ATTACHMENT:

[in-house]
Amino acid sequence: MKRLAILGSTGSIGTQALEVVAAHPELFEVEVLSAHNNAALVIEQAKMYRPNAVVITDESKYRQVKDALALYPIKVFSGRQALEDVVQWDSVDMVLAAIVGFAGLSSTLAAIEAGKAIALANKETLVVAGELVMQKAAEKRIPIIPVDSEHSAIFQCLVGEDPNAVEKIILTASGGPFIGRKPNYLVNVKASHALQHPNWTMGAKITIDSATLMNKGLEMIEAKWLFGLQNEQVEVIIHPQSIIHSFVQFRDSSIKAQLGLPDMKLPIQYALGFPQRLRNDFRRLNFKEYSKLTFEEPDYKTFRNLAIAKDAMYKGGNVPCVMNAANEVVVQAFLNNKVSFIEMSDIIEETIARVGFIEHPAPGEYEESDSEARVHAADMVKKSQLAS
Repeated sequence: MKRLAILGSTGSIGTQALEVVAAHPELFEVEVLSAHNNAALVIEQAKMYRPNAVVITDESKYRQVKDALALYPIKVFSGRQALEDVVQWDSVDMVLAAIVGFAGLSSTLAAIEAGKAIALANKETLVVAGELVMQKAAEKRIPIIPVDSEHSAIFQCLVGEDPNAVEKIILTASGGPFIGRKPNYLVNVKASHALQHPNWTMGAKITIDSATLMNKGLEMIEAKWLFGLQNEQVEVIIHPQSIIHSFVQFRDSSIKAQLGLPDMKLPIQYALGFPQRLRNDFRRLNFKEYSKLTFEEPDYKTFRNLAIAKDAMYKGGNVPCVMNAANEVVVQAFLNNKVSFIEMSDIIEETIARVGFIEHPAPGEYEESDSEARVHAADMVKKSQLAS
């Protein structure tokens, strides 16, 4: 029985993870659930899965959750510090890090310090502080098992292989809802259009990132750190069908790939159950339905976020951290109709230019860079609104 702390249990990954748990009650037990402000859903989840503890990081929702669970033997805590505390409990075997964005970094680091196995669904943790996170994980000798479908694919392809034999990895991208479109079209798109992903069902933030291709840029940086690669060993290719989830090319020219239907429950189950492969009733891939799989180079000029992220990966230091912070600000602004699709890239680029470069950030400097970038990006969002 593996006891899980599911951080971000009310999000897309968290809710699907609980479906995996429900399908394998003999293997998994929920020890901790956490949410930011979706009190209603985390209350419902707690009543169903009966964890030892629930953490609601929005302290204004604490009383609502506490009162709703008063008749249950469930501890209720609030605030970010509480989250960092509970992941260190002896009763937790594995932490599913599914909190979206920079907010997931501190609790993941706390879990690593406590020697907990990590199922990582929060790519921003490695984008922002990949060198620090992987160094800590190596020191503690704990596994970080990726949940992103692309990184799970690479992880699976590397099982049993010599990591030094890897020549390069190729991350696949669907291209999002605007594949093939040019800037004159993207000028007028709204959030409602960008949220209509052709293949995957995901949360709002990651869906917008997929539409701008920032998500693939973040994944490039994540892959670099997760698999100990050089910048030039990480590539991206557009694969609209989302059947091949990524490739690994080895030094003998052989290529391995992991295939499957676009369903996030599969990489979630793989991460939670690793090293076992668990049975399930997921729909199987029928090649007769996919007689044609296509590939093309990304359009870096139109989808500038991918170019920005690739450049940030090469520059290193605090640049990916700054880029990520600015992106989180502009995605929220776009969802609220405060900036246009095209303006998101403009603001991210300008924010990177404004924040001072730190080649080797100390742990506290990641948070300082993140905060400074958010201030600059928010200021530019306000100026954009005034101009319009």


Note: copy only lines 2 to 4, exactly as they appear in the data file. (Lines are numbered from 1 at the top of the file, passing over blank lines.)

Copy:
Amino acid sequence: MKRLAILGSTGSIGTQALEVVAAHPELFEVEVLSAHNNAALVIEQAKMYRPNAVVITDESKYRQVKDALALYPIKVFSGRQALEDVVQWDSVDMVLAAIVGFAGLSSTLAAIEAGKAIALANKETLVVAGELVMQKAAEKRIPIIPVDSEHSAIFQCLVGEDPNAVEKIILTASGGPFIGRKPNYLVNVKASHALQHPNWTMGAKITIDSATLMNKGLEMIEAKWLFGLQNEQVEVIIHPQSIIHSFVQFRDSSIKAQLGLPDMKLPIQYALGFPQRLRNDFRRLNFKEYSKLTFEEPDYKTFRNLAIAKDAMYKGGNVPCVMNAANEVVVQAFLNNKVSFIEMSDIIEETIARVGFIEHPAPGEYEESDSEARVHAADMVKKSQLAS
Repeated sequence: MKRLAILGSTGSIGTQALEVVAAHPELFEVEVLSAHNNAALVIEQAKMYRPNAVVITDESKYRQVKDALALYPIKVFSGRQALEDVVQWDSVDMVLAAIVGFAGLSSTLAAIEAGKAIALANKETLVVAGELVMQKAAEKRIPIIPVDSEHSAIFQCLVGEDPNAVEKIILTASGGPFIGRKPNYLVNVKASHALQHPNWTMGAKITIDSATLMNKGLEMIEAKWLFGLQNEQVEVIIHPQSIIHSFVQFRDSSIKAQLGLPDMKLPIQYALGFPQRLRNDFRRLNFKEYSKLTFEEPDYKTFRNLAIAKDAMYKGGNVPCVMNAANEVVVQAFLNNKVSFIEMSDIIEETIARVGFIEHPAPGEYEESDSEARVHAADMVKKSQLAS
């Protein structure tokens, strides 16, 4: 029985993870659930899965959750510090890090310090502080098992292989809802259009990132750190069908790939159950339905976020951290109709230019860079609104 702390249990990954748990009650037990402000859903989840503890990081929702669970033997805590505390409990075997964005970094680091196995669904943790996170994980000798479908694919392809034999990895991208479109079209798109992903069902933030291709840029940086690669060993290719989830090319020219239907429950189950492969009733891939799989180079000029992220990966230091912070600000602004699709890239680029470069950030400097970038990006969002 593996006891899980599911951080971000009310999000897309968290809710699907609980479906995996429900399908394998003999293997998994929920020890901790956490949410930011979706009190209603985390209350419902707690009543169903009966964890030892629930953490609601929005302290204004604490009383609502506490009162709703008063008749249950469930501890209720609030605030970010509480989250960092509970992941260190002896009763937790594995932490599913599914909190979206920079907010997931501190609790993941706390879990690593406590020697907990990590199922990582929060790519921003490695984008922002990949060198620090992987160094800590190596020191503690704990596994970080990726949940992103692309990184799970690479992880699976590397099982049993010599990591030094890897020549390069190729991350696949669907291209999002605007594949093939040019800037004159993207000028007028709204959030409602960008949220209509052709293949995957995901949360709002990651869906917008997929539409701008920032998500693939973040994944490039994540892959670099997760698999100990050089910048030039990480590539991206557009694969609209989302059947091949990524490739690994080895030094003998052989290529391995992991295939499957676009369903996030599969990489979630793989991460939670690793090293076992668990049975399930997921729909199987029928090649007769996919007689044609296509590939093309990304359009870096139109989808500038991918170019920005690739450049940030090469520059290193605090640049990916700054880029990520600015992106989180502009995605929220776009969802609220405060900036246009095209303006998101403009603001991210300008924010990177404004924040001072730190080649080797100390742990506290990641948070300082993140905060400074958010201030600059928010200021530019306000100026954009005034101009319009």